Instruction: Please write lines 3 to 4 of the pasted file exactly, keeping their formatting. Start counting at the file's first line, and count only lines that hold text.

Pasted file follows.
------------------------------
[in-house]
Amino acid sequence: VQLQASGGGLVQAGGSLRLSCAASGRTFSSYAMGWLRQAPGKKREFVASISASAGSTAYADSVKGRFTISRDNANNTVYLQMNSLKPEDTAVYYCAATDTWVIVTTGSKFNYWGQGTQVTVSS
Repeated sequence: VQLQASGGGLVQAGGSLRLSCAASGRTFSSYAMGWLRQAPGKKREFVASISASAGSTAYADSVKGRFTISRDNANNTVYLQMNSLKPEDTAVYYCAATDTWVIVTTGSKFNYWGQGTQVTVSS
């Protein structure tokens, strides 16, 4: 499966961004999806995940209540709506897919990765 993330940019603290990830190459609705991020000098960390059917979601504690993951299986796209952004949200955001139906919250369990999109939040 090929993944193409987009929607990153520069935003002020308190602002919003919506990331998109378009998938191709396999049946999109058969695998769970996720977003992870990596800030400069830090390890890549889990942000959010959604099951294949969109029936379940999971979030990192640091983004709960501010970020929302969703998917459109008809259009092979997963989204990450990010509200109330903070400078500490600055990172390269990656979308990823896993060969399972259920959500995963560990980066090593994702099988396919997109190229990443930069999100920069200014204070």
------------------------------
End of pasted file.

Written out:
Repeated sequence: VQLQASGGGLVQAGGSLRLSCAASGRTFSSYAMGWLRQAPGKKREFVASISASAGSTAYADSVKGRFTISRDNANNTVYLQMNSLKPEDTAVYYCAATDTWVIVTTGSKFNYWGQGTQVTVSS
């Protein structure tokens, strides 16, 4: 499966961004999806995940209540709506897919990765 993330940019603290990830190459609705991020000098960390059917979601504690993951299986796209952004949200955001139906919250369990999109939040 090929993944193409987009929607990153520069935003002020308190602002919003919506990331998109378009998938191709396999049946999109058969695998769970996720977003992870990596800030400069830090390890890549889990942000959010959604099951294949969109029936379940999971979030990192640091983004709960501010970020929302969703998917459109008809259009092979997963989204990450990010509200109330903070400078500490600055990172390269990656979308990823896993060969399972259920959500995963560990980066090593994702099988396919997109190229990443930069999100920069200014204070």